When a question is raised about things that aren't signs, these things can be exhibited either by doing them after the query, if they can be done, or by giving signs with which they may be brought to one's attention.But Augustine is just as aware as Wittgenstein about the problems with this:
If anyone should ask me what it is to walk while I was resting or doing something else, and I should attempt to teach him what he asked about without a sign, by immediately walking, how shall I guard against his thinking that it's just the amount of walking I have done?In other words, ostensive definition can only teach when the learner knows how to interpret it correctly; he needs a context for the demonstration. We notice not only a similarity of reasoning, but also of style—Augustine, like Wittgenstein, constantly returns to concrete examples and thought-experiments to demonstrate his points. Here's another:
Suppose that someone unfamiliar with how to trick birds (which is done with reeds and birdlime) should run into a birdcatcher outfitted with his tools, not birdcatching but on his way to do so. On seeing this birdcatcher, he follows closely in his footsteps, and, as it happens, he reflects and asks himself in his astonishment what exactly the man's equipment means. Now the birdcatcher, wanting to show off after seeing the attention focused on him, prepares his reeds and with his birdcall and his hawk intercepts, subdues, and captures some little bird he has noticed nearby. I ask you: wouldn't he then teach the man watching him what he wanted to know by the things itself rather than by anything that signifies?The difference here is that the man watching already knows what birdcatching is. The demonstration only 'jogs his memory' of the craft as a whole. Signs cannot teach the knowledge of things: 'When a sign is given to me, it can teach me nothing if it finds me ignorant of the thing of which it is the sign; but if I'm not ignorant, what do I learn through the sign?' Signs can only remind us of things we already know, or teach us other signs:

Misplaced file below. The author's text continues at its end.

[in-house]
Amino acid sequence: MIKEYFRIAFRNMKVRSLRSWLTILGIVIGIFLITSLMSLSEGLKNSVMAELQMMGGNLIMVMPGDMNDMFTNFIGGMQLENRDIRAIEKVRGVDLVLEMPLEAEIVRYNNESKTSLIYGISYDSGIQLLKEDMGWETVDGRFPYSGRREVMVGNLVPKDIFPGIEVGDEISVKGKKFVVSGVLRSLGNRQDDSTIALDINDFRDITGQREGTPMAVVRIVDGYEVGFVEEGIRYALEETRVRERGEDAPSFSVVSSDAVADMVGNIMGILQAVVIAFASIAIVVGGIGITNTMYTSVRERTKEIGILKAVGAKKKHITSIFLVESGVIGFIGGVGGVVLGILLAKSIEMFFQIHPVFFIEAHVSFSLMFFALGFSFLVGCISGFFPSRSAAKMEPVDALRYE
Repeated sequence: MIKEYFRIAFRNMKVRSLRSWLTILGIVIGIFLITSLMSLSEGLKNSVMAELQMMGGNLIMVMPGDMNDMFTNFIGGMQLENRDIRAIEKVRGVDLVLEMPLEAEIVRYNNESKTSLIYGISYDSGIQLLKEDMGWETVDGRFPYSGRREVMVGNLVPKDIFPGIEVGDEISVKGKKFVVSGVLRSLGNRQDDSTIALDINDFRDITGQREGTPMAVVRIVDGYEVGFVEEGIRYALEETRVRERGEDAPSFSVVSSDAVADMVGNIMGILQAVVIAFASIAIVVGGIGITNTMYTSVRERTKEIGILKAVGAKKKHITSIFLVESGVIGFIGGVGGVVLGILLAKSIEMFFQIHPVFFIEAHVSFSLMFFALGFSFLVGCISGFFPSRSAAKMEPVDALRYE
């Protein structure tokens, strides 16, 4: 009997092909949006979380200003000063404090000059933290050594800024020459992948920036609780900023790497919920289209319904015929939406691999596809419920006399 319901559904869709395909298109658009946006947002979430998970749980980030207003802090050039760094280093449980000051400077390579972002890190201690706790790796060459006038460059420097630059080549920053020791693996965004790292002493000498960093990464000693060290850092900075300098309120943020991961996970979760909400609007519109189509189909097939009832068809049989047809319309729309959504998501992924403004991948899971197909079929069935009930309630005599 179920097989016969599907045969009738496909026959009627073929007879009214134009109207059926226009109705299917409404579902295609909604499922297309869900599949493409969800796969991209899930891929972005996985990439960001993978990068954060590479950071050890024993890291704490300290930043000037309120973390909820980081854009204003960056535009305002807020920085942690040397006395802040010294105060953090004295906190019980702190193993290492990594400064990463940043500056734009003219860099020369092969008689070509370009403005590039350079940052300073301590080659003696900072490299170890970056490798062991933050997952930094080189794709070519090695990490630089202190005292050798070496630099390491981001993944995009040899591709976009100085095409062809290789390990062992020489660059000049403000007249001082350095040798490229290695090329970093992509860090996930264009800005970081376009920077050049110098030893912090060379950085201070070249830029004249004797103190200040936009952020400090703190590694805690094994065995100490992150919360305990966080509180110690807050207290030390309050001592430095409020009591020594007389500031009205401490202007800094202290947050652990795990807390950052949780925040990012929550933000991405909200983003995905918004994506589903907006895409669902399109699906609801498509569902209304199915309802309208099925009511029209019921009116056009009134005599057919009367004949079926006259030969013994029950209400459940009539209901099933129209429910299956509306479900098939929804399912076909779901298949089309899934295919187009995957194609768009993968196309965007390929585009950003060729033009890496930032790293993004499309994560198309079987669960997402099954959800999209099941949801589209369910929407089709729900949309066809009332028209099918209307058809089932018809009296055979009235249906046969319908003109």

Words have force only to the extent that they remind us to look for things; they don't display them for us to know. . . From words, then, we learn only words.Augustine is essentially a rationalist, like his master, Plato—the only source of knowledge is a spiritual faculty, a prior awareness, of which external evidence can only remind us:
Regarding each of the things we understand, however, we don't consult a speaker who makes sounds outside us, but the Truth that presides within over the mind itself, though perhaps words prompt us to consult Him.Plato brought in the doctrine of anamnesis—recollection of the world of Forms, experienced by the soul before mortal birth. Augustine instead invokes God; in his account, which is much more rigorous than Plato's Meno, he anticipates the objections made by Wittgenstein to the empiricist account of learning, although he draws from them very different conclusions. If Augustine retreats to an even more internalist epistemology—the criterion of truth being in one's spirit—the Austrian philosopher advocates almost pure externalism: language as a group activity, an acquired behaviour.
Update 28/09/07: Alasdair MacIntyre, in his 1984 essay 'The Relationship of Philosophy to its Past', writes: 'Augustine’s account of the place of ostensive definition in language learning points towards the divine illumination of the mind; Wittgenstein’s very similar account—that Wittgenstein erroneously took his account to be at odds with Augustine’s reinforces my central thesis—points towards the concept of a form of life.' So it's not just me.